Howdy Gang! It’s your old friend, Andy Larson, back again to give you an insight into some more comic books that you could pick up in the probable ungodly large amounts of free time you have during the self isolated quarantine. If I haven’t mentioned it before, if you aren’t a comic book fan already, this whole COVID thing is a great time to become one as there are some really decent deals out there for savvy consumers that know what to look for.
For example, last month I crowed about the fact that I scored 10 volumes of the excellent hardbound copies of Eaglemoss’ DC Comics Graphic Novel Collection for 4 bucks a piece! These puppies usually go for at least 16 or 17 bucks a pop, and give they are traditionally United Kingdom exclusives, shipping them over to the States can run you a pretty penny.
As such, I wanted to flaunt my recent comic book treasures by highlighting one of the books from this haul every single month until I’m plum out of them. For those of you that read regularly, last month I covered The Golden Age by James Robinson, an mid 1990s attempt to modernize DC Comics cast of Golden Age Heroes including the Justice Society of America.
So what book am I picking from the stack for August of 2020? I’ll give you a hint. It’s an artist that drawn both Fantastic and Uncanny characters during his historic career and one of my top 10 favorite pencilers ever.
One of the most famous X-men artists of all time, John Byrne, made the jump over from Marvel to DC in the years immediately following DC’s massive company changing event “Crisis on Infinite Earths” in order to head up the reboot of arguably DC’s most important character in Superman. While he was there however he also worked on a variety of additional projects including the first major crossover post Crisis known as simply “Legends”.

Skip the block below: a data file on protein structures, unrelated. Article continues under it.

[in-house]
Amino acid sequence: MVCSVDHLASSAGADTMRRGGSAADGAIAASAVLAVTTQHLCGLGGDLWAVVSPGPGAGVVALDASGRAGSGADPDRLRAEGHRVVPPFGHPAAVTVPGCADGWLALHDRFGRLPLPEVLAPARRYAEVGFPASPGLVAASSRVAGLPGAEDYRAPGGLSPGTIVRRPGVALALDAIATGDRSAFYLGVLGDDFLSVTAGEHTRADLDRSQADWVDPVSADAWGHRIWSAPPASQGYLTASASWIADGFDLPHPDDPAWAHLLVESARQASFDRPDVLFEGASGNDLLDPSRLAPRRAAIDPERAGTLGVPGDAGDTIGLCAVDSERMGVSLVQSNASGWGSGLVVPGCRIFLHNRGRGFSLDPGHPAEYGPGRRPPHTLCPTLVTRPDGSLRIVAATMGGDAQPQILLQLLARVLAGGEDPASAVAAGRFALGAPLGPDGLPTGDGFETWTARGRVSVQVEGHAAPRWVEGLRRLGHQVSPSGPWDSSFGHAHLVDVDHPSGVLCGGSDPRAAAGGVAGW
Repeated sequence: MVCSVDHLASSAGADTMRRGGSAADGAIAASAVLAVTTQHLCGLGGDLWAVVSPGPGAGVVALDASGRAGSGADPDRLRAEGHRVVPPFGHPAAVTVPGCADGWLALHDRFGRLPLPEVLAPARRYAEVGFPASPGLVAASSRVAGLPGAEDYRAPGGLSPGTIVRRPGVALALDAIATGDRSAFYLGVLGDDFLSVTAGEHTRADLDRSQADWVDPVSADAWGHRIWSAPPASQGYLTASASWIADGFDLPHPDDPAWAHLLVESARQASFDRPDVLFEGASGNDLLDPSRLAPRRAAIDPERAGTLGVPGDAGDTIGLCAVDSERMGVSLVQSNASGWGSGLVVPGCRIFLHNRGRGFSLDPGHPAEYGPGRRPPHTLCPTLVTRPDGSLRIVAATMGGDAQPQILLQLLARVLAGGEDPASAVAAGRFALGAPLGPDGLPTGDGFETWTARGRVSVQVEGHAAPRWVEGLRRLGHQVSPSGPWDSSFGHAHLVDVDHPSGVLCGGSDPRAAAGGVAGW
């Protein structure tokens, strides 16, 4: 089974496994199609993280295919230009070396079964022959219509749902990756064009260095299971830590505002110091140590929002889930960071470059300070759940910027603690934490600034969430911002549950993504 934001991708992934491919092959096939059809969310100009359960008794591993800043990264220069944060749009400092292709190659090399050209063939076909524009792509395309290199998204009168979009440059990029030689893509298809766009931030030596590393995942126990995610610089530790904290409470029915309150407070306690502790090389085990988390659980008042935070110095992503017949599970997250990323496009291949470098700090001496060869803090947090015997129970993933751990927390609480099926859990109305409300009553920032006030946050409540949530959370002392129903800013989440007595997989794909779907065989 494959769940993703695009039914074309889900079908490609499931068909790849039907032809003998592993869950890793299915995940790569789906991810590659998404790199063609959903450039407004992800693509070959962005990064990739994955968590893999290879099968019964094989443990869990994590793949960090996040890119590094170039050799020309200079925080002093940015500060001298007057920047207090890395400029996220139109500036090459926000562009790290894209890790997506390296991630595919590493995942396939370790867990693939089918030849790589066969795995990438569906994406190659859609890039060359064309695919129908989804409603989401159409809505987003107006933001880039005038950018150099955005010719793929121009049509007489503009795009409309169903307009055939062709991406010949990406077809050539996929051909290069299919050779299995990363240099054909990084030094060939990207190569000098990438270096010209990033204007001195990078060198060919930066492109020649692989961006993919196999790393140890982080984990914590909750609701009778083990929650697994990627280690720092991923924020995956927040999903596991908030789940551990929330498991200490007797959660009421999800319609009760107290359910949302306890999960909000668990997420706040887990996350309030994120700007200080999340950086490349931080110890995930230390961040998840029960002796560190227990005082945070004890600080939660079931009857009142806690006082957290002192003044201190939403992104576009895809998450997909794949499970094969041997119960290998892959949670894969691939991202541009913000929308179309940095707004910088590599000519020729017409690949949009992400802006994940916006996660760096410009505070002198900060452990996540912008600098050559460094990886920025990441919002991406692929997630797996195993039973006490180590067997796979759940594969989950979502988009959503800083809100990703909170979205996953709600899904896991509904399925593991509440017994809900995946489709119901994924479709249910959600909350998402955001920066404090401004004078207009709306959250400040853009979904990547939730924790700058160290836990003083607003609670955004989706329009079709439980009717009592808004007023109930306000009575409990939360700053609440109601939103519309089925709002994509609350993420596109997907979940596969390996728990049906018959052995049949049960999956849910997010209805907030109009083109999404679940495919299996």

The notion of the 1986-1987 crossover was to address the upheaval in the post Crisis universe and create a new status quo for the universe going forward. It’s almost as if this series was the “New 52” of the 1980s establishing a new trajectory for many of the characters that were the hallmarks the former universe as well as bringing into the fold some of the most important “acquisitions” like Blue Beetle and Shazam. As I’ll address in my initial thoughts, as a result of that continuity resetting focus, the series had a number of long lasting effects that still are the impacting the DC universe some 30+ years after it’s publication.
But enough with beating around the bush! Let’s get into the meat and potatos of this 6 issue mini series written by Jon Ostrander and Len Wein with art by the aforementioned legendary John Byrne!
10 Cent Synopsis:
In his infinite quest to be “Evil Guy #1” in the DC universe, Darkseid has made a wager with the mystical defender of order, Phantom Stranger, to prove that despite their heroic actions, Earth’s champions such as Superman, Batman, Flash, and the rest actually mean very little to humanity, and that with just a small amount of prompting they will turn on their defenders.
As such, Darkseid sends fellow evil New God, Glorious Godfrey, to Earth under the guise of a political Svengali who makes a variety of highly publicized speeches condemning the actions of “superheroes” and calling them menaces to the public welfare. To back up these claims, Darkseid makes a series of covert attacks on the Earth which result in both Shazam murdering a super villain in defense of the city, and crushing public defeat of the new Justice League of America by a flame based elemental named Brimstone.